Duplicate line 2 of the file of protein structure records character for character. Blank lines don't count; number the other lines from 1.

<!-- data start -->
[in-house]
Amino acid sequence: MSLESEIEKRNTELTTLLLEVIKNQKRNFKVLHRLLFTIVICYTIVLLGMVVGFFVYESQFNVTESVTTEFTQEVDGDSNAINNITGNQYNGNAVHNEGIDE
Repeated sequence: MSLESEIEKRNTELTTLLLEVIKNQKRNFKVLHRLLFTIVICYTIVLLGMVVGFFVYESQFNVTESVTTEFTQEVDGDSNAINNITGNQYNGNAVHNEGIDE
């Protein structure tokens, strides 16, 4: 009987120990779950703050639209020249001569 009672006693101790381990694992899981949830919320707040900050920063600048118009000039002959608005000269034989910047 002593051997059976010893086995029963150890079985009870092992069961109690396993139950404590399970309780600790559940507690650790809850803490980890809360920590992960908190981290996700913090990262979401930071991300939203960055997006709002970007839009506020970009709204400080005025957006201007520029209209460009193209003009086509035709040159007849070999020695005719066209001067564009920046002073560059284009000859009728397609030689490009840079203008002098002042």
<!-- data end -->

Amino acid sequence: MSLESEIEKRNTELTTLLLEVIKNQKRNFKVLHRLLFTIVICYTIVLLGMVVGFFVYESQFNVTESVTTEFTQEVDGDSNAINNITGNQYNGNAVHNEGIDE